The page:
Where to begin?
“Setting up a home recording studio can be a daunting task…” You’ll likely have come across this ominous intro – or something like it – at least once before.
And yes, I can see how a room full of flashing lights, knobs and faders can be overwhelming (and exciting) to a beginner.
But here’s the thing: You don’t need much to start producing music these days. It’s really not that expensive or difficult to get started.
If you have a computer – even an older model – and some way of hearing it, you can make a start. Dig up some free software online, and away you go.
That’s all it takes to start learning the ropes in music production.
But if you’re reading this, you’re looking to take this a little more seriously than that. You’re ready to invest some time and money into achieving the results you’re after in setting up a home recording studio.
I‘ve got you covered. Let’s dig in!
1. A Computer
Without a doubt, the single most important piece of equipment you’ll need is a computer. It’s kind of ironic, but this machine is the heart of your studio.
Desktop or Laptop?
This boils down to mobility vs power. A desktop will always have better specs than what the same money would get in a laptop. Especially if you put it together yourself)
BUT…you can forget about recording/producing anywhere but your studio.
Choose a laptop
…if mobility is a priority. Situations like:
- When you want to perform live and use the same computer you used to produce the music. Think EDM, DJs or even bands with click tracks.
- If you want to record live shows.
- If you want to experiment with recording in different environments. E.g. instead of processing audio with a digital hall reverb, going out and recording in an actual hall.
Choose a desktop
…for setting up a home recording studio permanently.
Desktops generally feature better specs than laptops in the same price bracket. Better specs means less limitations in regards to:
- number of audio tracks
- number of effects
- number of virtual instruments
Another benefit of desktops is that upgrading components is easier, and more budget-conscious all round. More ‘bang for your buck‘.
Mac or PC?
As long as it can run the software you want to use, either is fine.
Both Mac and PC have loads of great music production software available. A lot of DAWs and most plugins are cross-platform anyway.
Go with what you’re familiar with here, no need to reinvent the wheel.
Although it’s possible to run everything off an HDD, you’ll run into problems at some point.
Ideally, you want an SSD to run the DAW and software. You can still use a regular HDD for project files, sample libraries and things like that.
Don’t fall into the trap of thinking that you need the latest, biggest or the best when setting up a home recording studio.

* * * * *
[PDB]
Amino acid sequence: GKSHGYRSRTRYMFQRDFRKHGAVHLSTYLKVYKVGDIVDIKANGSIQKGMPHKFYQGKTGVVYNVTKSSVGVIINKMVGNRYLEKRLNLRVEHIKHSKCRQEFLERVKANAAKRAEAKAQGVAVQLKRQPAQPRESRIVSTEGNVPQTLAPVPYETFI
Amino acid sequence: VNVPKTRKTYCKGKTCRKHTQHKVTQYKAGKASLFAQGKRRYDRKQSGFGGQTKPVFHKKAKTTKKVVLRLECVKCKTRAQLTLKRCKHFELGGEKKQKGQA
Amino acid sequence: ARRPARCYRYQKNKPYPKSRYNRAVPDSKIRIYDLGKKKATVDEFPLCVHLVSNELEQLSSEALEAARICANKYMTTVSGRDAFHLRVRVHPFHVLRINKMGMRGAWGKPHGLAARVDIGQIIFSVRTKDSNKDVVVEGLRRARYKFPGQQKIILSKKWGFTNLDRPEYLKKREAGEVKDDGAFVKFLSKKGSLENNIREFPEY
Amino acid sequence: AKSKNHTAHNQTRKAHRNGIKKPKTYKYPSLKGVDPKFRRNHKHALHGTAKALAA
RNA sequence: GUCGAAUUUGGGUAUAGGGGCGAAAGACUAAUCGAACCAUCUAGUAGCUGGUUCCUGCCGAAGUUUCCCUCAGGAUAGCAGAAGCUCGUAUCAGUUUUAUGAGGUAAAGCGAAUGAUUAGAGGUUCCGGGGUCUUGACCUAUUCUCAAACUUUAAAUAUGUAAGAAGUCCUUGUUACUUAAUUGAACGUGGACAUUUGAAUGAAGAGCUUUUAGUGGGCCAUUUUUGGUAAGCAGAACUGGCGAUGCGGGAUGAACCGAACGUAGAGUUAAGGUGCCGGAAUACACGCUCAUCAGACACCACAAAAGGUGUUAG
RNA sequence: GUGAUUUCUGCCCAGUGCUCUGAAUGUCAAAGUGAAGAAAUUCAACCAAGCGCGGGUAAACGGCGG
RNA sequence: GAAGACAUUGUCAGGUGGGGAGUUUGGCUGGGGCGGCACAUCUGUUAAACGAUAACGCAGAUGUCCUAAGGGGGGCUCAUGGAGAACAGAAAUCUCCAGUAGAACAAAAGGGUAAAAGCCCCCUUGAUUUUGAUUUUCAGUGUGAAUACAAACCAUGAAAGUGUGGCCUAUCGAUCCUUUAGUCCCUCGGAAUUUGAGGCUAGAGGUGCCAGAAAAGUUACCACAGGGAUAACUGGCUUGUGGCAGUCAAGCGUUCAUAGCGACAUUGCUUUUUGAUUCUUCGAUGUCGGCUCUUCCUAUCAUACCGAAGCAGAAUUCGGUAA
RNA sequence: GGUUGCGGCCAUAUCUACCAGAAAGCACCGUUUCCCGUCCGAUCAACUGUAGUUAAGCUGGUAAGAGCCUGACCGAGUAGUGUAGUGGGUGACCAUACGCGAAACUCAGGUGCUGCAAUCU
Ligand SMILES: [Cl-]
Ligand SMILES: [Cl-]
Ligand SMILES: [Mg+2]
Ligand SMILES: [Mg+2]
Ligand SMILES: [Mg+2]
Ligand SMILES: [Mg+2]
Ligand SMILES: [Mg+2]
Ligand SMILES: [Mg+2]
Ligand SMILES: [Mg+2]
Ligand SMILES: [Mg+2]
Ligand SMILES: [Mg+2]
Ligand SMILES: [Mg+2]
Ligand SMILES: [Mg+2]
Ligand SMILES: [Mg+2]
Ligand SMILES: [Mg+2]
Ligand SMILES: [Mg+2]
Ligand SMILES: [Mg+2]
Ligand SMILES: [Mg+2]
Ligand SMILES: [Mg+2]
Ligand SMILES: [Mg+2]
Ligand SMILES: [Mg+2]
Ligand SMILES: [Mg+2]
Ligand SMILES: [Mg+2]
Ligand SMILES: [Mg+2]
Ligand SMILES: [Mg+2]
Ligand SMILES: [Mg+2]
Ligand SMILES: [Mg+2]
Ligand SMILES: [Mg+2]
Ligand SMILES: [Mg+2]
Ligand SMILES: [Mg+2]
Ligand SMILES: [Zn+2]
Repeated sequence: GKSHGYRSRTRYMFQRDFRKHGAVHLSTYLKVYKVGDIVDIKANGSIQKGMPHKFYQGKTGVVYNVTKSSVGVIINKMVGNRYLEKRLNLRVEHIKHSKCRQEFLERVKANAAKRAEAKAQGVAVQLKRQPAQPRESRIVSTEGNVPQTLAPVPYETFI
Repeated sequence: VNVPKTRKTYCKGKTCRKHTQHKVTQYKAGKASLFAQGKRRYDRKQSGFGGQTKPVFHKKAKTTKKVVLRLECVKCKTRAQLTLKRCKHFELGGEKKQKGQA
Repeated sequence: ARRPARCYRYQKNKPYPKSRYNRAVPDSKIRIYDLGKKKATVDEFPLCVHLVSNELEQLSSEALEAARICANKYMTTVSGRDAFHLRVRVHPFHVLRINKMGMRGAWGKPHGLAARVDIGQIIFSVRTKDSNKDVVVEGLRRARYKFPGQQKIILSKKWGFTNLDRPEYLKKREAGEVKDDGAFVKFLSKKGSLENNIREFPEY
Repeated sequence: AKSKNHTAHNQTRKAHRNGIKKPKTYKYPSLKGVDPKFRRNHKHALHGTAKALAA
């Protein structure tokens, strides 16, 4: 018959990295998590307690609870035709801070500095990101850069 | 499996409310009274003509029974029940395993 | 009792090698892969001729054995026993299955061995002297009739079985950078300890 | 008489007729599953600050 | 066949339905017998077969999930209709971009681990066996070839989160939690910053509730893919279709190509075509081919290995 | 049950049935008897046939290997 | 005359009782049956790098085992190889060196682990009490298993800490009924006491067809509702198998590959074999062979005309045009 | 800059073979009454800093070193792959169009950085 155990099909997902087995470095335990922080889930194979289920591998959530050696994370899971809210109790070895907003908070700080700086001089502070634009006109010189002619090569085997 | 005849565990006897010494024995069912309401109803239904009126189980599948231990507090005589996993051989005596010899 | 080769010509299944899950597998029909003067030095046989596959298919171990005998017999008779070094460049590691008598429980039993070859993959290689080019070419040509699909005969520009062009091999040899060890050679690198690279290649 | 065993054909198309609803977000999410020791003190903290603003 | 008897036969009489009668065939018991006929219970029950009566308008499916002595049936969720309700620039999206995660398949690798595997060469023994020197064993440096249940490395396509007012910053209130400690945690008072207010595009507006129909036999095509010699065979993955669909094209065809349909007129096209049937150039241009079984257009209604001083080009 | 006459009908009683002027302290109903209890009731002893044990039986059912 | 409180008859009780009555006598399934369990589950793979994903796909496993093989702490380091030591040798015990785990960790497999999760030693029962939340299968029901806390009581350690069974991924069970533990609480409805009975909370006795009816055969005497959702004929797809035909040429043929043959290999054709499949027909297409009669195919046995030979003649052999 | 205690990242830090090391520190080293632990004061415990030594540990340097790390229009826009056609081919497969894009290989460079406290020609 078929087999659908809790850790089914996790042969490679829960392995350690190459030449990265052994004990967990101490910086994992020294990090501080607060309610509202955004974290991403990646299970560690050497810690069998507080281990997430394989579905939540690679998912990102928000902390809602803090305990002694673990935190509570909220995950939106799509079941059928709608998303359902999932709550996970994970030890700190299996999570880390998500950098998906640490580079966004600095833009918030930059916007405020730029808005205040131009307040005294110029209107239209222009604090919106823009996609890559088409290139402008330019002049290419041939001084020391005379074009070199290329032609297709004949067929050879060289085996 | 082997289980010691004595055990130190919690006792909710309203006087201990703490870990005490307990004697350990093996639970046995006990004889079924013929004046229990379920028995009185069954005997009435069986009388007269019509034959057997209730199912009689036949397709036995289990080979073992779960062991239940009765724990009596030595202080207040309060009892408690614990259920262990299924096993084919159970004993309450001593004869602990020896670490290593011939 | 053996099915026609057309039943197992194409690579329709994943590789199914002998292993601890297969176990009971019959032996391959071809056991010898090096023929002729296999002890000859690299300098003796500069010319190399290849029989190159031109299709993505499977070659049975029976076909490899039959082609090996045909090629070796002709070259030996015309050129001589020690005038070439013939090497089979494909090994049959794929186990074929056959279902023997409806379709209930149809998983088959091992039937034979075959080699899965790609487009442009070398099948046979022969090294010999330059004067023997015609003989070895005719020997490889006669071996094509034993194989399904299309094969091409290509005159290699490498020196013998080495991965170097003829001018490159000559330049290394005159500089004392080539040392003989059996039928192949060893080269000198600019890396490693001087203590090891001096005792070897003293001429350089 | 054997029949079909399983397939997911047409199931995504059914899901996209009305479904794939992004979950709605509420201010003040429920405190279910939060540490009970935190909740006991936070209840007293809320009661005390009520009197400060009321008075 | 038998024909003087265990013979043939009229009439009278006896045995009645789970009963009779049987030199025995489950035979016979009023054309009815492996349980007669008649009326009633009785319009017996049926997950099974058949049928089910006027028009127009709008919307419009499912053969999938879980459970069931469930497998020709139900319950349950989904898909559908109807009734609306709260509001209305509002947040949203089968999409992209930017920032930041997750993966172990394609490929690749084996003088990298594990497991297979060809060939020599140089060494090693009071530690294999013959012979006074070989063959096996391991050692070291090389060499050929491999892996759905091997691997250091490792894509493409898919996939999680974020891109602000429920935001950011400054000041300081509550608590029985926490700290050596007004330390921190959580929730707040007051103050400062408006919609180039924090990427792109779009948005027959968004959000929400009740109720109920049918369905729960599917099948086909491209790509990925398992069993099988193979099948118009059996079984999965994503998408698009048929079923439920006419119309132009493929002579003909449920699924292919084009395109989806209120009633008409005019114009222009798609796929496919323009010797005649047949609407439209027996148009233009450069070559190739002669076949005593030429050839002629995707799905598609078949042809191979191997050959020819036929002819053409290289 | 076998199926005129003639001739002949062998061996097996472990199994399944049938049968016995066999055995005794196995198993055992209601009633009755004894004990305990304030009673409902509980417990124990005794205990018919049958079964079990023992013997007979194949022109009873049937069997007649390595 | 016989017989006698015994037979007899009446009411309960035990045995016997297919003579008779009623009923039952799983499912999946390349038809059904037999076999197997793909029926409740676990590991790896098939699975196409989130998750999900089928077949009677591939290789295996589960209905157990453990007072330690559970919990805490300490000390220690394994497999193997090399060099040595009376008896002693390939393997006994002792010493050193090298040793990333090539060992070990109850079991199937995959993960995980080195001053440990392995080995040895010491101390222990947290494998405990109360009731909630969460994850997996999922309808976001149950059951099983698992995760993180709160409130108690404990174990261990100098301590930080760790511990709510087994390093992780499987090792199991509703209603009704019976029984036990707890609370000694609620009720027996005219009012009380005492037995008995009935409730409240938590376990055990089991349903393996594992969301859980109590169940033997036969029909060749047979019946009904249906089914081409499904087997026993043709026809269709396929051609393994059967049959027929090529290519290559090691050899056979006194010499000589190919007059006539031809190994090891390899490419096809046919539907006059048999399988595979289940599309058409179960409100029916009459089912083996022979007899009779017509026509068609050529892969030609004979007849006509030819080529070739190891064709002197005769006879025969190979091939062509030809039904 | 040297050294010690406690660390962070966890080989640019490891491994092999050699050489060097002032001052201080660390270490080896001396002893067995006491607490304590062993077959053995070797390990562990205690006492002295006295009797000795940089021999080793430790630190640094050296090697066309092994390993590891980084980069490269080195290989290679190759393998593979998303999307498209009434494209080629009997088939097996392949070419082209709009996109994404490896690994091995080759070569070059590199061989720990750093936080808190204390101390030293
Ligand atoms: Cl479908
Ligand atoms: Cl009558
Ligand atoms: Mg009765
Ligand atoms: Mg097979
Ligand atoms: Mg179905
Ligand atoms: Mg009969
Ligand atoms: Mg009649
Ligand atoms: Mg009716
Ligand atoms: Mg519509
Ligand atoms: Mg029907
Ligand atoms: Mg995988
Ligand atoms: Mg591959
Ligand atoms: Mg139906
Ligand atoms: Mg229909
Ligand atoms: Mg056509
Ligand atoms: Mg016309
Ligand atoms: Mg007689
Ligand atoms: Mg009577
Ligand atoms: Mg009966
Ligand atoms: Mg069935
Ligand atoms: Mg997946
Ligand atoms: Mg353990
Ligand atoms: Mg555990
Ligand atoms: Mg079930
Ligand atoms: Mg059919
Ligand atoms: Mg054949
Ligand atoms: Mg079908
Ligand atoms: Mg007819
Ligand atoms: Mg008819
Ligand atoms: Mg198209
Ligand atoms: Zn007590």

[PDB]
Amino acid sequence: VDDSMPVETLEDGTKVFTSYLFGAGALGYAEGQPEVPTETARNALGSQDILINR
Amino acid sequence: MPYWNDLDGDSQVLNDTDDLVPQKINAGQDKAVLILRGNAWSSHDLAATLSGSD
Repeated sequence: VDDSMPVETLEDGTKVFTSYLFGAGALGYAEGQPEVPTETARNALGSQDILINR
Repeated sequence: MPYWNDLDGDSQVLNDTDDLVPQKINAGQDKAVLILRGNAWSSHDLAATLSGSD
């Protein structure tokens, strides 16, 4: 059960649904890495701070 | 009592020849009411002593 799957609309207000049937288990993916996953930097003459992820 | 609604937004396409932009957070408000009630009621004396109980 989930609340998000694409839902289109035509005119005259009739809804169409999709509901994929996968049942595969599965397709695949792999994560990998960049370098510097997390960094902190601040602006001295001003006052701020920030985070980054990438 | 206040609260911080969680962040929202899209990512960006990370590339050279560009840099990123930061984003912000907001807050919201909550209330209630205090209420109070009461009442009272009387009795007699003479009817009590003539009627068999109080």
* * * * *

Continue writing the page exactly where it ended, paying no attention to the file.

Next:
It’s surprising what you can squeeze out of an older PC, but if you can set yourself up with at least:
- An i5 processor or something in the same ball park
- 8gb RAM (though I’d suggest 16gb)
…then you’re good to go, regardless of laptop or desktop.
2. A DAW (Digital Audio Workstation)
If the computer is the heart of your studio, then the DAW is the brain. Your DAW is the software that allows you to:
- Record audio
- Edit audio
- Sequence MIDI
- Use virtual instruments and plugins
- Mix songs
What to look for in a DAW when setting up a home studio
There are a variety of DAWs out there to choose from, some designed with more specific purposes in mind.
Ableton Live, for instance, has a clear leaning towards electronic music and EDM, due to how it is setup. By no means is it exclusive though; you can use it – or any other DAW for that matter – to produce whatever music you like.
I’d say the main factors in choosing a DAW are regular updates and a supportive community.
The more users a DAW has, the more bugs that are going to turn up. It’s an inevitability of any software.
How soon the developers address these issues and add new features is a good indicator of quality.
The manufacturer is not always going to be able to answer every question you have.
An active and supportive community of users can help, and share tips and tricks. Have a dig around YouTube to see what I mean.
Find the right fit for you
Most DAWs offer free trial versions to experiment with. Try them out for yourself, get a feel for how they work, and see which is the best fit for you.
Here are some of the well-known DAWs out there right now.
If you want to find more, try a Google search with “alternative” after the name.
Any DAW that follows the criteria is fine. Do your research: Watch some YouTube videos and try out some demos. But don’t choose one just because everyone else says to do so!
Take my situation, for example. FL Studio has garnered a reputation as one of the DAWs of choice for electronic music. Despite of this, I have been using FL Studio since its inception, mostly for guitar-based music.
3. An Audio Interface
The audio interface acts as a hub. It connects microphones, speakers and headphones to your computer.
It’s how you get sound into – and out of – your DAW.
How does an audio interface work?
OK, So you know that computers are digital. Their ‘language’ is a series of 0s and 1s.
Sound, in itself, is acoustic, or analogue. The ‘language’ of sound consists of soundwaves, not numbers.
The job of the audio interface is to act as an interpreter between the two. It converts:
- analogue into digital audio when recording
- digital into analogue when played back through headphones or monitors
Most computers already come with an audio interface built into the motherboard. Yep, the good ol’ mic and headphone sockets.
So why not use these for music production and recording?
Well, you can…technically speaking.
Nothing is stopping you from using a cheap mic and a couple of pc speakers to get started. You can’t expect serious results to come of it when setting up a home recording studio.
The main reason for an audio interface is the AD/DA (a.k.a Analogue to Digital/Digital to Analogue) converters.
These define the quality and detail of your sound. Not only your recordings, but playback as well, including virtual instruments and effects.
A good example of this is when using a quality reverb plugin. I say reverb, because it’s an ‘obvious’ sound, making it easier to hear the difference.